· Discussion of possible amendments to City of San Angelo, Code of Ordinance, Article 9.100 entitled "Lake Nasworthy-Twin Buttes", and consideration of authorizing staff to proceed with said amendments for purposes of addressing public safety issues related to Lake Nasworthy-Twin Buttes area.

Summary: San Angelo's lake parks are a valuable economic development resource that historically have been underdeveloped and, thus, underutilized. Reversing that trend requires a comprehensive plan for improving and managing City-owned and -managed properties around Lake Nasworthy and Twin Buttes Reservoir. That plan must begin with increased efforts to eliminate unlawful activity and to increase security around Twin Buttes.

History: Management and operation of San Angelo's lake parks have been the Water Department's domain because of their proximity to the City's primary water sources – Lake Nasworthy and Twin Buttes Reservoir. Because the Water Department's charge is first and foremost to ensure a safe, clean water supply, management of the lake parks has always been a lower-tier priority. The City Manager recently asked the Parks and Recreation Department to team with other City departments, including Operations, Police and Finance, in crafting a plan to develop and manage the parks and open space around Nasworthy and Twin Buttes, with an end goal of increasing usage and, subsequently, the economic development opportunities that are affiliated with the lakes.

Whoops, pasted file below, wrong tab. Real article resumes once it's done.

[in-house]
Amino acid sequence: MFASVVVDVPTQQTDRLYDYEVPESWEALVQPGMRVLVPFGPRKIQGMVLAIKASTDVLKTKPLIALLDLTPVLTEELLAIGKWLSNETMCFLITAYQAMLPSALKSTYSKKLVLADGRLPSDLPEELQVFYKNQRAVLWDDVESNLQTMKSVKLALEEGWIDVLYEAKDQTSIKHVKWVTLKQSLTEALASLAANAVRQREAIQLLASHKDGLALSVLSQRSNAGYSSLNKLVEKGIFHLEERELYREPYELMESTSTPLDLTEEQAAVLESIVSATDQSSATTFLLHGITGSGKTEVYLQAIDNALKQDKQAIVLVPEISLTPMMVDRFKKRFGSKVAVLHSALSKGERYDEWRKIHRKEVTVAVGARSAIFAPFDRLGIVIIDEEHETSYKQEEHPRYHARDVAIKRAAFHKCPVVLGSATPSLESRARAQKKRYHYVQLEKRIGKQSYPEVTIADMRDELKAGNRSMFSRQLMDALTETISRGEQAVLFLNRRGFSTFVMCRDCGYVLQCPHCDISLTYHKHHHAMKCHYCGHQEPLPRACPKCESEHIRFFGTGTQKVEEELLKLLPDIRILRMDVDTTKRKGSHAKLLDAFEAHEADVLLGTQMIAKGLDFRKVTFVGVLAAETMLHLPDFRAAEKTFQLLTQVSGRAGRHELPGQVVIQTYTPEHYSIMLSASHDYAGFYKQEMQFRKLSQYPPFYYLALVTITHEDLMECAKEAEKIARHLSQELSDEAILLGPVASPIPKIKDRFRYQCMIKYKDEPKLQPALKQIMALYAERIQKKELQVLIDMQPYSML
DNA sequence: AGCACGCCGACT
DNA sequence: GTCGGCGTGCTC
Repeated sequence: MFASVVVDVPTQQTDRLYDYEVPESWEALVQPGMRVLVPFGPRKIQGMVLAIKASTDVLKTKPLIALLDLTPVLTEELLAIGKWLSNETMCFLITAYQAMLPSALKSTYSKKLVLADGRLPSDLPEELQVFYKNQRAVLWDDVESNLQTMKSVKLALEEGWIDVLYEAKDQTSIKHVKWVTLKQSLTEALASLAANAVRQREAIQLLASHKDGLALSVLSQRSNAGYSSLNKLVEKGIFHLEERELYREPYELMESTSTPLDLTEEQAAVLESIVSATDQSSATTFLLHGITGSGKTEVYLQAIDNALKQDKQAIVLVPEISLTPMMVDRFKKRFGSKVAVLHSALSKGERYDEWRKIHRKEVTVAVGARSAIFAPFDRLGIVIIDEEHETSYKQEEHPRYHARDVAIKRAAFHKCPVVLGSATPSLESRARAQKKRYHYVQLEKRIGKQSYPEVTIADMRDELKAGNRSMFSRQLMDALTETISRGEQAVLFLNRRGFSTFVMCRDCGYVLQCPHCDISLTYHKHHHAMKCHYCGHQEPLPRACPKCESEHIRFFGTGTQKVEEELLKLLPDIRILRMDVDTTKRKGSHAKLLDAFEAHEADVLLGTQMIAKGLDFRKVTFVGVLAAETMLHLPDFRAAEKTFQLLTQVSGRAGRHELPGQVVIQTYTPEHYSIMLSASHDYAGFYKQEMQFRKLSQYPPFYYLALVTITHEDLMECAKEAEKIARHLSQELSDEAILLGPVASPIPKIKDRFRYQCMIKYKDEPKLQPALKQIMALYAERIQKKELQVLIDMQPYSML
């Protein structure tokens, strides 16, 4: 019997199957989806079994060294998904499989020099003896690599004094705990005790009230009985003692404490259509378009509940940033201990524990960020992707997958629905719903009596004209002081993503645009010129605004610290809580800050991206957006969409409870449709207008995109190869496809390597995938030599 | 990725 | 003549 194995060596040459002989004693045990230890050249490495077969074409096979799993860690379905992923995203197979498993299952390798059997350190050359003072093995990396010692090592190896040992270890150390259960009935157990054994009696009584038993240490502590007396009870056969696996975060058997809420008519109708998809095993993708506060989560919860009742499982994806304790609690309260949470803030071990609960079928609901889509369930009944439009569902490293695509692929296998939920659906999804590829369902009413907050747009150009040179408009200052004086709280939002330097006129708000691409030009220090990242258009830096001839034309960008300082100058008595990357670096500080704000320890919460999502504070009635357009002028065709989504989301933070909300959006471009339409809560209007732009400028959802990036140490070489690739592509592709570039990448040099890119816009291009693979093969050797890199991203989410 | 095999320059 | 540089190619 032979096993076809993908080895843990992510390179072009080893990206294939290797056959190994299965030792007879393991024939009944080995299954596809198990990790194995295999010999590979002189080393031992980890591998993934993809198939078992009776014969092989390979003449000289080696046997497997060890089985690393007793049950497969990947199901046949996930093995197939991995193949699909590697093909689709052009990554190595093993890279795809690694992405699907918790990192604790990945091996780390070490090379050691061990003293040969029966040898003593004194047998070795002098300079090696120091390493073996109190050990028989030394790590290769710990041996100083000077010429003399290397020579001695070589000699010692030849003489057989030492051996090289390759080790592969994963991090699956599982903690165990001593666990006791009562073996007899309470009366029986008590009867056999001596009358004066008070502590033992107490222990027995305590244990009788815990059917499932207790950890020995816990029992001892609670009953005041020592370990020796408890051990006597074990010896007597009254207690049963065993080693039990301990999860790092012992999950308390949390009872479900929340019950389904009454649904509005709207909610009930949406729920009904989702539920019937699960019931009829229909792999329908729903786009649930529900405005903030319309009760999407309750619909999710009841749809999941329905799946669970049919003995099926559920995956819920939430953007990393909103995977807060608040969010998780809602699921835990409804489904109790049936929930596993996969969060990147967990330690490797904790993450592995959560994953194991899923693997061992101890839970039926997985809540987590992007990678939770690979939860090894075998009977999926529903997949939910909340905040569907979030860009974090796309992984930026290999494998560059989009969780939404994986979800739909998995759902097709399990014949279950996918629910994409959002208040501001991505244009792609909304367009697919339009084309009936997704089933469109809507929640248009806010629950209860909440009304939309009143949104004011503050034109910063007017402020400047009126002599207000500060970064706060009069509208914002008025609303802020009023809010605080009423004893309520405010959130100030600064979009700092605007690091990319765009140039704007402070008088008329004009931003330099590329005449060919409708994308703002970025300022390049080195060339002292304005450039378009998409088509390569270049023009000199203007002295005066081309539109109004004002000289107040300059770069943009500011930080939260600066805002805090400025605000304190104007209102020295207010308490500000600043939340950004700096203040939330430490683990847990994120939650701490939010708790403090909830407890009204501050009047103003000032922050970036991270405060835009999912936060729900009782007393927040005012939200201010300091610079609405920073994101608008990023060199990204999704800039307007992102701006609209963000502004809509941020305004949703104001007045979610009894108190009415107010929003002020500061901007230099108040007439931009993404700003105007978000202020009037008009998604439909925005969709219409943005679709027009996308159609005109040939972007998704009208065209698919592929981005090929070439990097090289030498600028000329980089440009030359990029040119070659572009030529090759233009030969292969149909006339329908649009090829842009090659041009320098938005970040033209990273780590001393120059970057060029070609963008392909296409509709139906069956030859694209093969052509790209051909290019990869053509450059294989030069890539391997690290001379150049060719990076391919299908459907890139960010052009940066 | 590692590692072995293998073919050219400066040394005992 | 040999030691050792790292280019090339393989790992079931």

All involved agree the first step must be to increase public safety around Twin Buttes by enacting measures that will strengthen security and eliminate unlawful activity. That activity includes dumping and littering, drug use, underage drinking, assaults, and other illicit behavior.